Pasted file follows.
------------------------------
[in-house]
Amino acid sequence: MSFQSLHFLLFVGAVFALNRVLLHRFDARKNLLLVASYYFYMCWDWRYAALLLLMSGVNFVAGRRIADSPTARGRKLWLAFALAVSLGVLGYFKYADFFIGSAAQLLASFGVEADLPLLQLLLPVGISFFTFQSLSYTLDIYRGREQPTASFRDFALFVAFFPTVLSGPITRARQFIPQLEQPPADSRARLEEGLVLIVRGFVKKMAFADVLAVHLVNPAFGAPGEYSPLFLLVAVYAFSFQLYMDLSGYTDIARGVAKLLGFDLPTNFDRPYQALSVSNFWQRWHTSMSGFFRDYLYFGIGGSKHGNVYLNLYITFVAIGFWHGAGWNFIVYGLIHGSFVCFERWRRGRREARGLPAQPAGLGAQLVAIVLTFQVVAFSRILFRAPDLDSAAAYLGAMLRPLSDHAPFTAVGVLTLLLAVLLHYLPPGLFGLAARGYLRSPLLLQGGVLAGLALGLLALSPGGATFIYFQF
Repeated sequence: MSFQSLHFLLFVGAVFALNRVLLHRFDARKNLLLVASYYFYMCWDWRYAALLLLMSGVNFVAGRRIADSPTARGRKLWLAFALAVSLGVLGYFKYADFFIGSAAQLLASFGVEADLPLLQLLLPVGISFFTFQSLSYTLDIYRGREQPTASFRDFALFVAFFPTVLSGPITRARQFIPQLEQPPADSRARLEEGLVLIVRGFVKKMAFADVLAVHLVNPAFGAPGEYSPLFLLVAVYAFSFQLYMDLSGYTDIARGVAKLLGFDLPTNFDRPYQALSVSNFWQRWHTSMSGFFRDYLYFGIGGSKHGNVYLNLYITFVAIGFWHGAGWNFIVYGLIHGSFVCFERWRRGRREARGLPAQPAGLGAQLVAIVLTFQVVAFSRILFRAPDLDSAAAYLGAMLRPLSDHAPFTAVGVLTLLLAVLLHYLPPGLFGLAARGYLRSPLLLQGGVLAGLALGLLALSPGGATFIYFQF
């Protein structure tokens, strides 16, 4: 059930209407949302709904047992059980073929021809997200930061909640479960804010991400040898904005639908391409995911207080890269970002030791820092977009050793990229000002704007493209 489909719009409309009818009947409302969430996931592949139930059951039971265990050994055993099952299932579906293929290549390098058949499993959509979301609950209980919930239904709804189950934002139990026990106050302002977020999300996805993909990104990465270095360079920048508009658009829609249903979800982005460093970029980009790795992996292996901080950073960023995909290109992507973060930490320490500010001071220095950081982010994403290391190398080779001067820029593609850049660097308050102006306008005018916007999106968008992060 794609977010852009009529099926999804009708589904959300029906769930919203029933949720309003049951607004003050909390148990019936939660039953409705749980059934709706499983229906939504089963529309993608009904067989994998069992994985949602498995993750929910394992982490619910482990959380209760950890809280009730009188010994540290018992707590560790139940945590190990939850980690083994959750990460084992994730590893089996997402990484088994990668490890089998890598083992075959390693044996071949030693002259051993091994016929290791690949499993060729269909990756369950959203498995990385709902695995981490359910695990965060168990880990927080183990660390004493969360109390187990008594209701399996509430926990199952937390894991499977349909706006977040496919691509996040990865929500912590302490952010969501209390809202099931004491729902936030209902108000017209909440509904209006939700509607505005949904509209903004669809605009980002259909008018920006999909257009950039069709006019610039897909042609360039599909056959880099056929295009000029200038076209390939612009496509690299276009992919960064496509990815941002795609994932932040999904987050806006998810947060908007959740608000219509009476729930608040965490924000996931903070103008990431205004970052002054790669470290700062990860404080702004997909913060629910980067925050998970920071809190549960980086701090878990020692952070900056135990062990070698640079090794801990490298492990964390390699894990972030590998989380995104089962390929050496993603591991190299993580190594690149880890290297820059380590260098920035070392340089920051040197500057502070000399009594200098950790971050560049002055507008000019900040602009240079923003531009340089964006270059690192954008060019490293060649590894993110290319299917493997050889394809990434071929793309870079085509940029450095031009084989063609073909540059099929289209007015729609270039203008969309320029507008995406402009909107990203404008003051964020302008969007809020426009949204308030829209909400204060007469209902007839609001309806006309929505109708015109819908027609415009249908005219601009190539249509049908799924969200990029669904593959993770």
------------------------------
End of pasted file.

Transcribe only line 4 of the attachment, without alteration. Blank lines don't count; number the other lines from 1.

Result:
């Protein structure tokens, strides 16, 4: 059930209407949302709904047992059980073929021809997200930061909640479960804010991400040898904005639908391409995911207080890269970002030791820092977009050793990229000002704007493209 489909719009409309009818009947409302969430996931592949139930059951039971265990050994055993099952299932579906293929290549390098058949499993959509979301609950209980919930239904709804189950934002139990026990106050302002977020999300996805993909990104990465270095360079920048508009658009829609249903979800982005460093970029980009790795992996292996901080950073960023995909290109992507973060930490320490500010001071220095950081982010994403290391190398080779001067820029593609850049660097308050102006306008005018916007999106968008992060 794609977010852009009529099926999804009708589904959300029906769930919203029933949720309003049951607004003050909390148990019936939660039953409705749980059934709706499983229906939504089963529309993608009904067989994998069992994985949602498995993750929910394992982490619910482990959380209760950890809280009730009188010994540290018992707590560790139940945590190990939850980690083994959750990460084992994730590893089996997402990484088994990668490890089998890598083992075959390693044996071949030693002259051993091994016929290791690949499993060729269909990756369950959203498995990385709902695995981490359910695990965060168990880990927080183990660390004493969360109390187990008594209701399996509430926990199952937390894991499977349909706006977040496919691509996040990865929500912590302490952010969501209390809202099931004491729902936030209902108000017209909440509904209006939700509607505005949904509209903004669809605009980002259909008018920006999909257009950039069709006019610039897909042609360039599909056959880099056929295009000029200038076209390939612009496509690299276009992919960064496509990815941002795609994932932040999904987050806006998810947060908007959740608000219509009476729930608040965490924000996931903070103008990431205004970052002054790669470290700062990860404080702004997909913060629910980067925050998970920071809190549960980086701090878990020692952070900056135990062990070698640079090794801990490298492990964390390699894990972030590998989380995104089962390929050496993603591991190299993580190594690149880890290297820059380590260098920035070392340089920051040197500057502070000399009594200098950790971050560049002055507008000019900040602009240079923003531009340089964006270059690192954008060019490293060649590894993110290319299917493997050889394809990434071929793309870079085509940029450095031009084989063609073909540059099929289209007015729609270039203008969309320029507008995406402009909107990203404008003051964020302008969007809020426009949204308030829209909400204060007469209902007839609001309806006309929505109708015109819908027609415009249908005219601009190539249509049908799924969200990029669904593959993770």